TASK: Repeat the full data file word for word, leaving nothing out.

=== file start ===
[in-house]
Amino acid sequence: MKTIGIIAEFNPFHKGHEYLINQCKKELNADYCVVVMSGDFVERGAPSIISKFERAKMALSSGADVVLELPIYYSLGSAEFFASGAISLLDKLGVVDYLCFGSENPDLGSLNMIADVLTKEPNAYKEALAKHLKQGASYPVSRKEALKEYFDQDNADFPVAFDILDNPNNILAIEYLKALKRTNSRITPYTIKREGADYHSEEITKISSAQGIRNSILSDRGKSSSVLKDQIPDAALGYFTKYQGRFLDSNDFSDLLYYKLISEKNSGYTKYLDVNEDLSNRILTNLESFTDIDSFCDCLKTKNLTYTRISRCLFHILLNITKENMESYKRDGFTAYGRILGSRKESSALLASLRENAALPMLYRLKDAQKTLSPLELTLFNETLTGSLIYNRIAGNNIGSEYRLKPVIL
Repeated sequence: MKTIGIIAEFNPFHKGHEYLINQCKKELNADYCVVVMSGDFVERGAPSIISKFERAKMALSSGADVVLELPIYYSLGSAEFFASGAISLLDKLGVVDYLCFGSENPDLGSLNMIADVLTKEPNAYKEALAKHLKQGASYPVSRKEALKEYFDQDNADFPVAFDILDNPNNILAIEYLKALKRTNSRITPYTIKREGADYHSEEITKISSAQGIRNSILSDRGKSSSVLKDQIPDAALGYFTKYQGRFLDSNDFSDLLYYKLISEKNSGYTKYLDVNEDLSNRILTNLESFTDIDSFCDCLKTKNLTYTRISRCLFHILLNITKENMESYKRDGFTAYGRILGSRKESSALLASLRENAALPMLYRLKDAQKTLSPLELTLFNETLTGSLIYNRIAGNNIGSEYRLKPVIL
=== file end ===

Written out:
[in-house]
Amino acid sequence: MKTIGIIAEFNPFHKGHEYLINQCKKELNADYCVVVMSGDFVERGAPSIISKFERAKMALSSGADVVLELPIYYSLGSAEFFASGAISLLDKLGVVDYLCFGSENPDLGSLNMIADVLTKEPNAYKEALAKHLKQGASYPVSRKEALKEYFDQDNADFPVAFDILDNPNNILAIEYLKALKRTNSRITPYTIKREGADYHSEEITKISSAQGIRNSILSDRGKSSSVLKDQIPDAALGYFTKYQGRFLDSNDFSDLLYYKLISEKNSGYTKYLDVNEDLSNRILTNLESFTDIDSFCDCLKTKNLTYTRISRCLFHILLNITKENMESYKRDGFTAYGRILGSRKESSALLASLRENAALPMLYRLKDAQKTLSPLELTLFNETLTGSLIYNRIAGNNIGSEYRLKPVIL
Repeated sequence: MKTIGIIAEFNPFHKGHEYLINQCKKELNADYCVVVMSGDFVERGAPSIISKFERAKMALSSGADVVLELPIYYSLGSAEFFASGAISLLDKLGVVDYLCFGSENPDLGSLNMIADVLTKEPNAYKEALAKHLKQGASYPVSRKEALKEYFDQDNADFPVAFDILDNPNNILAIEYLKALKRTNSRITPYTIKREGADYHSEEITKISSAQGIRNSILSDRGKSSSVLKDQIPDAALGYFTKYQGRFLDSNDFSDLLYYKLISEKNSGYTKYLDVNEDLSNRILTNLESFTDIDSFCDCLKTKNLTYTRISRCLFHILLNITKENMESYKRDGFTAYGRILGSRKESSALLASLRENAALPMLYRLKDAQKTLSPLELTLFNETLTGSLIYNRIAGNNIGSEYRLKPVIL